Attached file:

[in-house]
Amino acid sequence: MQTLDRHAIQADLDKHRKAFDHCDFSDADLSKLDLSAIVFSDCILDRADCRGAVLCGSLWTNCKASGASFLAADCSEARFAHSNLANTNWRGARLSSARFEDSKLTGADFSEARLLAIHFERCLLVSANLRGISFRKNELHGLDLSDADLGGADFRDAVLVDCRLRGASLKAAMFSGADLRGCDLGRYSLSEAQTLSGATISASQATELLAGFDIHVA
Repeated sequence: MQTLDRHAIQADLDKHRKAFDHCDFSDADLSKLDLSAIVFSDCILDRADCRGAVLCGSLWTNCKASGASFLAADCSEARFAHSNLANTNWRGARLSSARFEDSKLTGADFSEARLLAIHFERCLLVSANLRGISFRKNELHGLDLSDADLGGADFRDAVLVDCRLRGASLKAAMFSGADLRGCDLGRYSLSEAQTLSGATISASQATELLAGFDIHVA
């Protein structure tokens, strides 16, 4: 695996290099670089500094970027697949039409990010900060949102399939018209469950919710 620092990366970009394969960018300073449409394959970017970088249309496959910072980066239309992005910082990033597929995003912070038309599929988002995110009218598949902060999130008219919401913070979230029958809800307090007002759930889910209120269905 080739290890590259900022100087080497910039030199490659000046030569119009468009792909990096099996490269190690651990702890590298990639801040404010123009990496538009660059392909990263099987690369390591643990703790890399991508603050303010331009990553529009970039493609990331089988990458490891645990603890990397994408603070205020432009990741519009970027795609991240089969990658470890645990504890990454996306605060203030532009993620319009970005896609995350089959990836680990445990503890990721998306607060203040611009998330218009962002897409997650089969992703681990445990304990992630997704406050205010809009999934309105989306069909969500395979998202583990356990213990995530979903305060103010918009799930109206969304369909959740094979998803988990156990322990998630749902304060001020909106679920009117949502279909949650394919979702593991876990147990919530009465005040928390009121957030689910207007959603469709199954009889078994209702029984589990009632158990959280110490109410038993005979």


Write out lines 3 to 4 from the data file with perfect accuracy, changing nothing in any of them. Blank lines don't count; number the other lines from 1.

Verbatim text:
Repeated sequence: MQTLDRHAIQADLDKHRKAFDHCDFSDADLSKLDLSAIVFSDCILDRADCRGAVLCGSLWTNCKASGASFLAADCSEARFAHSNLANTNWRGARLSSARFEDSKLTGADFSEARLLAIHFERCLLVSANLRGISFRKNELHGLDLSDADLGGADFRDAVLVDCRLRGASLKAAMFSGADLRGCDLGRYSLSEAQTLSGATISASQATELLAGFDIHVA
């Protein structure tokens, strides 16, 4: 695996290099670089500094970027697949039409990010900060949102399939018209469950919710 620092990366970009394969960018300073449409394959970017970088249309496959910072980066239309992005910082990033597929995003912070038309599929988002995110009218598949902060999130008219919401913070979230029958809800307090007002759930889910209120269905 080739290890590259900022100087080497910039030199490659000046030569119009468009792909990096099996490269190690651990702890590298990639801040404010123009990496538009660059392909990263099987690369390591643990703790890399991508603050303010331009990553529009970039493609990331089988990458490891645990603890990397994408603070205020432009990741519009970027795609991240089969990658470890645990504890990454996306605060203030532009993620319009970005896609995350089959990836680990445990503890990721998306607060203040611009998330218009962002897409997650089969992703681990445990304990992630997704406050205010809009999934309105989306069909969500395979998202583990356990213990995530979903305060103010918009799930109206969304369909959740094979998803988990156990322990998630749902304060001020909106679920009117949502279909949650394919979702593991876990147990919530009465005040928390009121957030689910207007959603469709199954009889078994209702029984589990009632158990959280110490109410038993005979």